I was fascinated to spot a "leaked" article in the news yesterday, reporting that the Education Secretary apparently plans to scrap GCSEs and bring back O-levels!
Thirty years after the demise of the O-level, it's at least being recognized and acknowledged that the standard of GCSEs is nowhere near comparable and the pernicious creeping influence of grade inflation is rendering them almost useless as a true indicator of any real ability in the subject. Predictably, the plans have drawn howls of protest from the teaching unions and also from the Lib Dems, who I suspect are mainly just miffed because they weren't consulted about it first. It's perhaps rather bad timing for the thousands of kids sitting their GCSEs at the moment, who are understandably not going to be best pleased about the idea of their exams being 'too easy'. We're told there's also to be a new-style CSE exam for the "less able" pupils, so everyone should - at least in theory - have the chance of coming away with a qualification of some description, and if the end result of all this is a system that actually matches the pupil's real ability it's got to be an improvement on the present rather shambolic state of affairs.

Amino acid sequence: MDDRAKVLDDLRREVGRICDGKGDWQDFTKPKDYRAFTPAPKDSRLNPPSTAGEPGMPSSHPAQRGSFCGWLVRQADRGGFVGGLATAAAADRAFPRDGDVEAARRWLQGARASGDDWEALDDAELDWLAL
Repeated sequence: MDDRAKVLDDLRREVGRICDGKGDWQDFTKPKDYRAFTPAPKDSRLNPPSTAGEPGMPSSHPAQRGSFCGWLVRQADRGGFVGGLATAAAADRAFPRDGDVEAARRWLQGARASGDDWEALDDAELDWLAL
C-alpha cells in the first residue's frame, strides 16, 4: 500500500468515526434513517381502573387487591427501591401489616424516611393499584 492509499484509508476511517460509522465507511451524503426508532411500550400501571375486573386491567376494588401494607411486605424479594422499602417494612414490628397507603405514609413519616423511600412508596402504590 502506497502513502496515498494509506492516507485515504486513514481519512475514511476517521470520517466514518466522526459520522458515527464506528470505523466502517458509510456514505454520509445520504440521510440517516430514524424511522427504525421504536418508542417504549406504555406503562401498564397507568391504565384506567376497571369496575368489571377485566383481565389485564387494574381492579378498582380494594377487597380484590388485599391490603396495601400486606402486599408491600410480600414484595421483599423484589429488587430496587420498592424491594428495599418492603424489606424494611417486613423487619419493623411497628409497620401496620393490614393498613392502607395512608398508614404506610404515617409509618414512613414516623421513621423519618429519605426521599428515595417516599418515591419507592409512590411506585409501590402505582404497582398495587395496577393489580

I rather hope the actual terms O-level and CSE are re-introduced, although early indications are the acronyms themselves might not be. But millions of people know what they stood for, would be pleased to see the return of the standard of education that prevailed when they were last used, and are going to be disappointed if it all turns out to amount to nothing.